However, for this to happen, state governments would have to be taken on board for the process as it involves legislation.
Like other all India services, IES officers too grovel under the yoke of the big brother IAS. ‘‘Unlike the IAS, there is virtually no exposure to emerging areas like decentralisation, micro finance, appraisal of projects or accounting techniques,” complains an officer on condition of anonymity.
Despite giving directions to the thinking process in economic decision making, IES officers are not elevated to the level of a decision maker – after all, only an IAS officer can occupy the post of Secretary to the Department of Economic Affairs.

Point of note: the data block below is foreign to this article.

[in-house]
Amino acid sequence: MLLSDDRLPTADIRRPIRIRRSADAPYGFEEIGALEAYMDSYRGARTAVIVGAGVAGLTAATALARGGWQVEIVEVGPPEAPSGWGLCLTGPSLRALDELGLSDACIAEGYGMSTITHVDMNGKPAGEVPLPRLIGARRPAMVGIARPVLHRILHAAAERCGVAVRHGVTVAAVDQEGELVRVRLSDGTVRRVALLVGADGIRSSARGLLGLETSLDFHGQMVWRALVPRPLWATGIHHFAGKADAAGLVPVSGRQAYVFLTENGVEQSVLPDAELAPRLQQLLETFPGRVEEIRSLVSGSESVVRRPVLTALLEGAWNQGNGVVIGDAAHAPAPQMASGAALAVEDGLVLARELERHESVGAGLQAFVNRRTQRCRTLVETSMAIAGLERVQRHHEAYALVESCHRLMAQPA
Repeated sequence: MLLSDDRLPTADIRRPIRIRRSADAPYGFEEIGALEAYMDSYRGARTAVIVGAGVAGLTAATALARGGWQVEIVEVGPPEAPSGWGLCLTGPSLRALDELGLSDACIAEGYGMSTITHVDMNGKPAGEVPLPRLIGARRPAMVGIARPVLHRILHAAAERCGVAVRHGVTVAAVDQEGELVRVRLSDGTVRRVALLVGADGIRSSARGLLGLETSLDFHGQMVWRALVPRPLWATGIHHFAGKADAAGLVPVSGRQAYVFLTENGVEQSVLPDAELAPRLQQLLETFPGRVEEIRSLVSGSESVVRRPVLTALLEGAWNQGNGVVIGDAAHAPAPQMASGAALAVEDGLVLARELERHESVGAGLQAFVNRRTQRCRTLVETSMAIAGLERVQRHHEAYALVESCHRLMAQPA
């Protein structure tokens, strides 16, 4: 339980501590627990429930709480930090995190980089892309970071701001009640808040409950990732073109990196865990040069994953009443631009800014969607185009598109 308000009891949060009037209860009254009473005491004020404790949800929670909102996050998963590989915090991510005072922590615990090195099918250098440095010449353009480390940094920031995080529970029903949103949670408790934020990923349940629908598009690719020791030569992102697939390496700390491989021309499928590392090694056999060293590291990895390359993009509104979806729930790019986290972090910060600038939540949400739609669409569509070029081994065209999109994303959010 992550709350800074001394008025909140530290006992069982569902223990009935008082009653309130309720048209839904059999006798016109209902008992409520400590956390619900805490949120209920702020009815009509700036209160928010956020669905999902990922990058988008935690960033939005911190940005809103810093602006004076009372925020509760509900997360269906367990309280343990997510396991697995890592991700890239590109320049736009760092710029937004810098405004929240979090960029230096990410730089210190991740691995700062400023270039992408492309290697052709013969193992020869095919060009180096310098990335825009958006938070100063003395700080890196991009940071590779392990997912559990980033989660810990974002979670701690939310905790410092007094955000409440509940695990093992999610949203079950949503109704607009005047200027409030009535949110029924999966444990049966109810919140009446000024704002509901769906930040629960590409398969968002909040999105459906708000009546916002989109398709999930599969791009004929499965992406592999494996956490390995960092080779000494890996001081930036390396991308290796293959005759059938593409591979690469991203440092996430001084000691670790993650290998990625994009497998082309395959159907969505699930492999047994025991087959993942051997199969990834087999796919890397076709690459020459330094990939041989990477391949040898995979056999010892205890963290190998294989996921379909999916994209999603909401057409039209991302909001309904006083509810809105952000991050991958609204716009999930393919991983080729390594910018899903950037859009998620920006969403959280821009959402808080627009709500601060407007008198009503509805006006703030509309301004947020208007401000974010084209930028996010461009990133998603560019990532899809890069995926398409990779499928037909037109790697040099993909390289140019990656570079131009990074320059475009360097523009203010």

There are others who believe that IES officer are seldom taken seriously. Says reputed economist Jayati Ghosh of Jawaharlal Nehru University (JNU), ‘‘I wish the IES could do something to revive the Indian economy. Unfortunately, no one listens to them. Their contribution rarely matter as the government takes its own decisions.”
Despite these shortcomings, IES officers firmly believe that career fortune and learning opportunities are intrinsically linked to the growth of Indian economy. They also agree that their ability to communicate with decision makers will be vital.